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6: Recognize and Retain Your Top Talent

Too many software development books concentrate on technology or management practices. At the end of the day, a lot of your success in software development will come down to who you have working for you and how happy they are in their work. You can have the best technology and organize your team in the best way possible, but if you have the wrong team it won't do you much good. Another surprise, given the effort so many organizations put into recruiting talent, is their failure to recognize and retain that talent after they join the organization.

Organizations that are successful at retaining their top talent start by recognizing their top talent. Plenty of metrics can be gathered around a developer's productivity and quality. Don't forget, however, the more subjective criteria summarized in Table 3. Who are the developers who always show up at other code reviews and make constructive comments? Who is known as the "go to" person when you have a tough bug to find? Which developers really understand your business? Who has the best contacts with your customers? Be sure not to concentrate 100% on hard metrics and overlook factors such as these. Once you know which developer(s) you want to keep around, go about thinking of ways to make that happen.

Table 3 Traits of Successful Developers

Skill Dimension

Trait

Example(s)

Technical

Operating system knowledge

Understands operating system (OS) principles and the impact of OS on code design choices

Networking knowledge

Understands networking infrastructure and matches application network demands to available infrastructure

Data management

Understands how and when to use databases, transaction monitors, and other middleware components

Hardware

Knows the limits of what can be accomplished by the software application on various hardware configurations

Business

Understands the business

Differentiates between "nice to have" requirements and those that are essential to the function of the application

Market knowledge

Keeps up to date on developer's tools, frameworks, and hardware

Professional

Written and verbal communication

Effective presenter at code reviews; documentation is easy to read and understand

Teamwork

Participates actively in other developers' code reviews

Flexibility

Can work well on a wide variety of coding assignments

Reliability

Completes assignments on time; strong work ethic

Problem-solving skills

Viewed as a "go to" person for help in solving difficult software bugs


Throughout most of the 1990s, demand for skilled high-technology workers far exceeded the supply. It's easy to throw software developers into this general category and assume that good developers are no harder to find than other high-tech workers. Based on our experiences, however, we believe that good software developers are even more scarce than good IT personnel in general. Just consider some of the numbers. The Java language was introduced as a new programming language in 1995. The worldwide estimated demand Java programmers stands at over 1 million. While retaining existing developers to program in the Java language has filled much of this demand, it still represents a tremendous outstripping of the supply of knowledgeable Java programmers.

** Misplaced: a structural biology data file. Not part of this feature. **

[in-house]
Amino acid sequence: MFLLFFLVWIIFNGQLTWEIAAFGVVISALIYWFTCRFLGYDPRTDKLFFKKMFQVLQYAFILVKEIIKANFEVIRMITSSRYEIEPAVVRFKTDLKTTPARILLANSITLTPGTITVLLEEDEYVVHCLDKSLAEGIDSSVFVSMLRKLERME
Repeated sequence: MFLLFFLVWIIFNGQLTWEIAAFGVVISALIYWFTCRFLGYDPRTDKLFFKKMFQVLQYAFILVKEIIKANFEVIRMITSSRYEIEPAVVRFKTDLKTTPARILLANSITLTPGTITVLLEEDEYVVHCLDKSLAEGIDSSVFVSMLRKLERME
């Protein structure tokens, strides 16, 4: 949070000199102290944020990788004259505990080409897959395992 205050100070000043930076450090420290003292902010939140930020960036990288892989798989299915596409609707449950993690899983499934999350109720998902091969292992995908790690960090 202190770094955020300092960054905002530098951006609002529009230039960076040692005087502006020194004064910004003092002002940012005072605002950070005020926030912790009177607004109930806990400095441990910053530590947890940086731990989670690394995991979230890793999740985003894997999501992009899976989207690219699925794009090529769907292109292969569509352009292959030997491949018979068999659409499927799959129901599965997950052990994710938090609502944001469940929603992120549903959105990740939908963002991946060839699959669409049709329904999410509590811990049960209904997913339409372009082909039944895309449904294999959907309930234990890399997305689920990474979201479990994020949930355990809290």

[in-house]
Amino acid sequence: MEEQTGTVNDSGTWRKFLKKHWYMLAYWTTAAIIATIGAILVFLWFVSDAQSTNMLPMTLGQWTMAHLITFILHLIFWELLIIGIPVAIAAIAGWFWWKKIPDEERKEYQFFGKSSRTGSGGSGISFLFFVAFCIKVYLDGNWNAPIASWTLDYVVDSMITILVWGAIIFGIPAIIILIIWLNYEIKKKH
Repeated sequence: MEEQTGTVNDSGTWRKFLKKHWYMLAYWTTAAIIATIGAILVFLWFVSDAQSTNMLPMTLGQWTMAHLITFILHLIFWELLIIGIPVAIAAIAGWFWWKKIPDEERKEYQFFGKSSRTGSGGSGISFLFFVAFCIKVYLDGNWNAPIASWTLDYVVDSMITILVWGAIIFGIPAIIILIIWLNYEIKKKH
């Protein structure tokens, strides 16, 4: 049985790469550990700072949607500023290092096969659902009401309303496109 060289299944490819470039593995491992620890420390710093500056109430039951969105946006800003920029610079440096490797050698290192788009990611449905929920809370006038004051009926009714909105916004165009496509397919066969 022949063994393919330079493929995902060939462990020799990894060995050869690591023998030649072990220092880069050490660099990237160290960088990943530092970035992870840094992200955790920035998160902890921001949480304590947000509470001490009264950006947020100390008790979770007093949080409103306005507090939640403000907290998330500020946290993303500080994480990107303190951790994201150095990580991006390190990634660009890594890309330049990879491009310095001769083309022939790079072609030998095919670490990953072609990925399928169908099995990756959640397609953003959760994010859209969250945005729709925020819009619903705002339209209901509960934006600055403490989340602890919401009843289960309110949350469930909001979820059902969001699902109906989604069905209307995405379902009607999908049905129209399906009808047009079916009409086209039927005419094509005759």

Developer skill, more than any other factor, is the largest single determinant to the outcome of successful software projects. This is reflected in software costing and scheduling models, most of which place higher weighing factors on developer skill than all other factors, including project complexity. In other words, skilled developers working on a complex software development project are more likely to produce a successful application than less-skilled developers working on a simpler project. Studies have shown that top developers can be 2–3 times more productive than average developers and up to 100 times more productive than poor developers. This wide range of productivity and its standard deviation is higher than for any other profession. Good developers not only produce more lines of code—their code has fewer errors, and is of higher general quality (performs better, is more readable, is more maintainable, and exceeds in other subjective and objective factors) than code produced by average or poor developers.

One false belief we've heard from many software development managers, especially those without a development background, is the notion that as development tools become more advanced, they "level the playing field" between average and great developers. Anyone who has ever attended a software development-related convention has seen slick demonstrations showing how "nonprogrammers" can use a development tool to quickly build an application from scratch. Modern development tools, especially the integrated development environment (IDE) that addresses everything from requirements definition to testing, certainly help developer productivity. This is especially true in the area of graphical user interface (GUI) code. Even with the best of IDEs, however, there remains a highly intellectual component to software development. The best software requirements, the best software architectures, and the most error-free code continue to come from the best software developers and software architects.

Rather than leveling the playing field, our experiences have shown that good IDEs, used as part of the development process, increase rather than decrease the difference between average and great developers. There is often a compounding effect as an unskilled developer misuses a built-in function of the IDE, introducing bugs into the program, while never gaining the experience of thinking out the complete solution. Of course, we don't oppose the use of good IDEs or the concept of code reuse. It's just that neither of these is a substitute for developer skill.

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